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Utilizing Gesture Recognition with 3D Printed Prosthetics

Booth Id:

Robotics and Intelligent Machines


Finalist Names:
Li, Qingfeng (School: Laramie High School)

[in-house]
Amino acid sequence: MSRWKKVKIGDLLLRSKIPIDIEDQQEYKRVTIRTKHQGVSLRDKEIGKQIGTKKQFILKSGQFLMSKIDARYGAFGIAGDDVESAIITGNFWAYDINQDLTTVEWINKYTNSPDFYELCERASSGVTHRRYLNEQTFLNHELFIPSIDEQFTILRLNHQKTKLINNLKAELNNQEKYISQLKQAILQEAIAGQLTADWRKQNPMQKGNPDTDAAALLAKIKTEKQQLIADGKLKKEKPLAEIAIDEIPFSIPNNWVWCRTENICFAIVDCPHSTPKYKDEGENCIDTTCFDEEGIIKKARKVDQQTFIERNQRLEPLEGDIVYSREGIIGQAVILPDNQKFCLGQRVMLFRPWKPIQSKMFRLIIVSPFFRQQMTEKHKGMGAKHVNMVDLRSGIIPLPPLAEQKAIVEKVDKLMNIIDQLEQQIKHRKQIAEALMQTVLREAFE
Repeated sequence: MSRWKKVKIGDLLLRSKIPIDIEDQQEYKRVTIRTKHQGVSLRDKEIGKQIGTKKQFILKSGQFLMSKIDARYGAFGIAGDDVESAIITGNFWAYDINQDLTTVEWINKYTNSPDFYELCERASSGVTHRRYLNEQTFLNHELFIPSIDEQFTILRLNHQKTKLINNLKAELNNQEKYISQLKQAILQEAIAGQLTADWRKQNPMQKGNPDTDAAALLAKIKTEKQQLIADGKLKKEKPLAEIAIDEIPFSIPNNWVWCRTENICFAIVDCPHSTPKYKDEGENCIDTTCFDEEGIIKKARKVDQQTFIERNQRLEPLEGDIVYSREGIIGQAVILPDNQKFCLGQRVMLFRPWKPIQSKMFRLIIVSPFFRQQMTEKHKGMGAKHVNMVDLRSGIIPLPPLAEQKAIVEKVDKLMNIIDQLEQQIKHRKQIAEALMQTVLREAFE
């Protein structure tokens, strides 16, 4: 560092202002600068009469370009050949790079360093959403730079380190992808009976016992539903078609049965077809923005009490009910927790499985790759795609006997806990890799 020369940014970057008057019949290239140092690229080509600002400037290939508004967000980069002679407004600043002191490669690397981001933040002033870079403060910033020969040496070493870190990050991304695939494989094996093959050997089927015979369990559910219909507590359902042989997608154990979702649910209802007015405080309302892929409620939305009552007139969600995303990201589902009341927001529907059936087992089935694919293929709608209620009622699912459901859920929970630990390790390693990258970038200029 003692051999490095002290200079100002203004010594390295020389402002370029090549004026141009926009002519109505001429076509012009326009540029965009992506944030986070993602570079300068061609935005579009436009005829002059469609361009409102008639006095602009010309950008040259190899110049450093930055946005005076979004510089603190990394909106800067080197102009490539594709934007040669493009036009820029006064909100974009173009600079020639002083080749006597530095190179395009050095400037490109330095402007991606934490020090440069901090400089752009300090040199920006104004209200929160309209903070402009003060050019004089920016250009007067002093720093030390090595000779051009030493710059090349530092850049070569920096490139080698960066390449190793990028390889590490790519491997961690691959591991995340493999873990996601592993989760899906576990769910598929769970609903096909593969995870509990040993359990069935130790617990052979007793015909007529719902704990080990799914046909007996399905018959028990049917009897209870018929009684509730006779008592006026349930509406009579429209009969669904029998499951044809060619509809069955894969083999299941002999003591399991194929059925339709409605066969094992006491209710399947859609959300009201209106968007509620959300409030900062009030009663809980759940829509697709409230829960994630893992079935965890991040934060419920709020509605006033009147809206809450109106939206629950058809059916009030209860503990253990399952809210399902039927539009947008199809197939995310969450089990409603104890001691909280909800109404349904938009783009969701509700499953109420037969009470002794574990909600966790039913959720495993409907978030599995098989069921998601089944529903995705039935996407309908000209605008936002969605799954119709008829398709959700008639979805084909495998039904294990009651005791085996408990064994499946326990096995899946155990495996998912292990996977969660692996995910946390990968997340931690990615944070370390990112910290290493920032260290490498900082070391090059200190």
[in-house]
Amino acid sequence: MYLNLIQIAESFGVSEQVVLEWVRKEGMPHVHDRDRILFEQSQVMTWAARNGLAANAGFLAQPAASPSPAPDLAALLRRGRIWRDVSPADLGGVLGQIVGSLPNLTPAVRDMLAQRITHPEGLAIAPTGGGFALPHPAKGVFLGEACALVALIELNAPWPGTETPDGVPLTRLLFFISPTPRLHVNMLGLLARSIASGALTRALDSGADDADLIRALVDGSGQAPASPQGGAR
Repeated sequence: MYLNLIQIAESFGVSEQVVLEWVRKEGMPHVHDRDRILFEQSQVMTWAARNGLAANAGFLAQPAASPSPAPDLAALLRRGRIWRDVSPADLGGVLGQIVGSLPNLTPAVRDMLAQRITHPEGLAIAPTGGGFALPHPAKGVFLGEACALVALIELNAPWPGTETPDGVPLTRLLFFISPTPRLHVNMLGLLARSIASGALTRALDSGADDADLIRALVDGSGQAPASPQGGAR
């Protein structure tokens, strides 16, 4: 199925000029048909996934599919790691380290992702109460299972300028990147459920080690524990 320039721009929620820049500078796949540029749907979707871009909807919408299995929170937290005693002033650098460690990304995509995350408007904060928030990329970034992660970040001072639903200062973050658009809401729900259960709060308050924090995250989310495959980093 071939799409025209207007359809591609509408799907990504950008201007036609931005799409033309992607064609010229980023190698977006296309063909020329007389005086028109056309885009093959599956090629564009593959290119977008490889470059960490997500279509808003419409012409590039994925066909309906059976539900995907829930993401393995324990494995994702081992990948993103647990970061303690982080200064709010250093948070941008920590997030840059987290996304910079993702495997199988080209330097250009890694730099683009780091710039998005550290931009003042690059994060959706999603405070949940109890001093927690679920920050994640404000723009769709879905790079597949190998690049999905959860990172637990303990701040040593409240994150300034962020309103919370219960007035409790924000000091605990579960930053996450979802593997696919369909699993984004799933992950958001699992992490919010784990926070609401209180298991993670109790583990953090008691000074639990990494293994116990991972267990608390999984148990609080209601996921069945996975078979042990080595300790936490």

The number of amputees is rapidly increasing worldwide with more than a million amputations annually. Unfortunately, the usage rates of upper-limb prosthetics remain as low as 27% to 56% in some nations. Advanced prosthetics that use myoelectric control are often cost prohibitive, and less expensive 3D printed alternatives lack functionality. This project aims to create a prosthetic arm that is affordable and meets the functionality needs of upper-limb amputees. Affordability and functionality goals were met by designing a new prosthetic that combines flex sensors, 3D printing and accelerometer gesture recognition. Using accelerometer gesture recognition instead of buttons for prosthetic limb control provides the amputee freedom to use both upper limbs independently without relying on the functional limb to control the prosthetic. Furthermore, the prosthetic gestures and hand positions can be tailored to the amputeeā€™s individual needs. In this design, each accelerometer gesture corresponds to a unique setting which allows amputees to use different hand positions in different scenarios. A keypad enables amputees to record custom hand positions. The hand itself is controlled with flex sensors which serve as a cheap alternative to myoelectric sensors. Incorporating simple methods for hand position customization into a 3D printed shell makes this prosthetic design practical, functional, and cost effective. Additionally, the design can be easily modified through 3D printing technology. This allows the prosthetic to be refined to fit a child amputee as it is currently best suited for an adult.